Get this crazy baby off my head!


Henry McCullough

Henry McCullough - Poor Man's Moon - 2008 - Silverwolf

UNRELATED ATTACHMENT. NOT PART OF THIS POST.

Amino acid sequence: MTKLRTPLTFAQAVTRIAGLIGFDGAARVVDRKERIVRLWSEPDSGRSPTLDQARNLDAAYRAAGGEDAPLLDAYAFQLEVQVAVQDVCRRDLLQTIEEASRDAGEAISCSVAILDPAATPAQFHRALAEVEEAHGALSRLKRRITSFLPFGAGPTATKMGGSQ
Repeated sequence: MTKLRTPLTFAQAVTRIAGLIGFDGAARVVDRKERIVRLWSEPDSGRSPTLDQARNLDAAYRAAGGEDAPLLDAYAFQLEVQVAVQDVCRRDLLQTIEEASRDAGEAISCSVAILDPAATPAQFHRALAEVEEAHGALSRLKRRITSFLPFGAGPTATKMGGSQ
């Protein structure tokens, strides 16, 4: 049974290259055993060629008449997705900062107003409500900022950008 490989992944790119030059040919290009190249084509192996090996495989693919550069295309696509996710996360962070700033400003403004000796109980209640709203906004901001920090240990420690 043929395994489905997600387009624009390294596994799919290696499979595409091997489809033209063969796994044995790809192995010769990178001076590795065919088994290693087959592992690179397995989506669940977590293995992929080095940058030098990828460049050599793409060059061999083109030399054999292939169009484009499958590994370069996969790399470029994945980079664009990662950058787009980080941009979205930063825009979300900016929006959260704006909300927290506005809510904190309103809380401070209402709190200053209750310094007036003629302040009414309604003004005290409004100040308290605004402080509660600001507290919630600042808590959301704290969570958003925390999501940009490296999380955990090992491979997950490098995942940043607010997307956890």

Our old friend Henry McCullough is at it again with his 2008 album Poor Man's Moon, just released in the U.S. The subtle electric guitar master — best known for being the infamous lead on Paul McCartney & Wing's "My Love" — has released a spectacular 11-song electric blues-based rock album that features perfect playing, subtle intricate songwriting and McCullough's truly inspired guitar playing. The album opens with "Burial Ground," a slow dirge-like song with a double great bass from Nicky Scott, McCullough's snappy vocals and super sad slide and Enda Walsh's perfect piano. As Henry told me about this opener: "I have had people sit in me own house and know of people who sit in their own house and listen to Burial Ground and even before the end of it they were in tears." "Big Old River" follows with some chunky electric guitar and rockabilly-like snare; this one is so fun that it almost sounds like Henry McCullough is laughing at times during the vocal. "I've Got A Secret" has some great tickling piano, with McCullough channeling his inner Keith Richards on the vocals with the full complement of Peter McKinney's drums and Roe Butcher's bass. The slower "Walk With Me" features a great lived-in lyric (I so appreciate guys writing from their experience and age), plus a beautiful Percy Robinson steel. The best of the lot as far as middle-rolling solid electric blues is "Belfast Train" with its biting layback feel featuring the players as best they sound throughout the entire CD. With Aidey McIlduff on drums, James Delaney on piano, Roe Butcher on bass and lyrics from McCullough — "I got a suitcase full of nothing except memories and regrets" — how can you really go wrong? Enjoy some great acoustic picking from McCullough in "All Gone Crazy," a sprite-y swirling almost-instrumental tune. It's the perfect length with a spot-on track placement, followed by the great blues rumbling "Time To Put The Snakes To Bed," which sees a great use of slide guitar on acoustic and Henry's players flipping along nicely behind him. The title track (which appears as track 12 here) is commercially snappy, knocking up against John Fogerty territory even. A great overall album, what I can really appreciate about Poor Man's Moon is that McCullough plays as much lead himself as he sits back and lets his fantastic players. ~ Ralph Greco, Jr. © Copyright 1997, 2014 Vintage Rock http://www.vintagerock.com/index.php?option=com_content&view=article&id=1323:henry-mccullough-poor-mans-moon-cd-review&catid=8:new-studio-releases&Itemid=38